Jean GiraudouxFrench literatureBy categoryFrench literary history France portalLiterature portalThis box: view • talk • edit
Hippolyte Jean Giraudoux (August 15, 1882 – January 31, 1944) was a French novelist, essayist, diplomat and playwright. He is considered among the most important French dramatists of the period between World War I and World War II.
Born in Bellac, Haute-Vienne, Giraudoux's father, Léger Giraudoux, worked for the Ministry of Transportation. Giraudoux studied at the Lycée Lakanal, in Paris and upon graduation traveled extensively around Europe. After his return to France in 1910, Giraudoux accepted a position with the Ministry of Foreign Affairs. With the outbreak of World War I, he served with honors and in 1915 he became the first writer ever to be awarded the wartime Legion of Honor.
He was married in 1918, and in the subsequent period between the two World Wars Giraudoux produced the majority of his writing. He first achieved literary success through several of his novels, notably Siegfried et le Limousin (1922) and Eglantine (1927), but it is his plays that gained him international renown. A meeting with Louis Jouvet, in 1928, stimulated his writing.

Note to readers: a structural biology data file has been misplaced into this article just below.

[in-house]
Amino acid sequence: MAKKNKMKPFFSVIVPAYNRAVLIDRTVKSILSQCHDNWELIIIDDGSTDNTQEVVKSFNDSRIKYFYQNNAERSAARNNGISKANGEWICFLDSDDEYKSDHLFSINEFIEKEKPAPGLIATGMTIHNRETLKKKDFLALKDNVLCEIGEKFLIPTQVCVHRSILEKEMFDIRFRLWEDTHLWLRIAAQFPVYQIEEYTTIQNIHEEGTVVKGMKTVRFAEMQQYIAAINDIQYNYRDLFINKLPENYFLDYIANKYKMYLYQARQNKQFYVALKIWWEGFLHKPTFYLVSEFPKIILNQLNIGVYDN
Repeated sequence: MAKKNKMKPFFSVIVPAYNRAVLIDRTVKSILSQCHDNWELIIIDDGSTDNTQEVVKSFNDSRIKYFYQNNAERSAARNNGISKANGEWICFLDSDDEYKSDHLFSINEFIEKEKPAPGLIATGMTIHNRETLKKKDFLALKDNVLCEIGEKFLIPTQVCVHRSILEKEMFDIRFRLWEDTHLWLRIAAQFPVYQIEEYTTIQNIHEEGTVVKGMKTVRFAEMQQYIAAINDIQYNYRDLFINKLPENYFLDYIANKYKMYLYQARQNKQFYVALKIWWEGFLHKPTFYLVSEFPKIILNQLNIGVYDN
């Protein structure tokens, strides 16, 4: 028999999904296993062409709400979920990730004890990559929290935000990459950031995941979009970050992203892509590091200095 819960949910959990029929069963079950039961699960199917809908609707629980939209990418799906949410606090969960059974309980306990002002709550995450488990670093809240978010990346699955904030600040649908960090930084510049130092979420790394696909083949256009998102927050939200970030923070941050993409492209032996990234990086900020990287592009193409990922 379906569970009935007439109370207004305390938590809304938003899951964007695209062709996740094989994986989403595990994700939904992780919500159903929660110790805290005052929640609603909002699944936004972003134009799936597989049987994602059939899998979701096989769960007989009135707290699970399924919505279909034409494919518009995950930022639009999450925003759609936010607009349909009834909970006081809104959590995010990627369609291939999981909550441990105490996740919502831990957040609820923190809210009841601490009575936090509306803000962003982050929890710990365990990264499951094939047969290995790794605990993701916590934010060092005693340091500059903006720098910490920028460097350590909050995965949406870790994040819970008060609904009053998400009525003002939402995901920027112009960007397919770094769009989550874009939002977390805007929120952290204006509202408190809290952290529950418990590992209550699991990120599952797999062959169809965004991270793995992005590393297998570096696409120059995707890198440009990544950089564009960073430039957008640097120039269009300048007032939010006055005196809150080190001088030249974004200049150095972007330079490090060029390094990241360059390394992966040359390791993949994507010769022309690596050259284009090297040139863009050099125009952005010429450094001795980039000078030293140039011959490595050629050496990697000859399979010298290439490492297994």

He is buried in the Cimetière de Passy in Paris.
Partial listing of works
French Wikipedia has a page on Jean Giraudoux.
- ^ Brockett, Oscar. History of the Theatre Boston: Allyn and Bacon. 1968. p. 621.
- ^ Fowlie, Wallace. Jean Giraudoux in Gassner, John and Edward Quinn ed. The Reader's Encyclopedia of World Drama. New York, Thomas Crowell. 1969. p. 359.
External linksWikiquote has a collection of quotations related to: Jean Giraudoux
- The Theatrical Art of Jean Giraudoux
- Analysis of the play Ondine (in French)
- Works by Jean Giraudoux (public domain in Canada)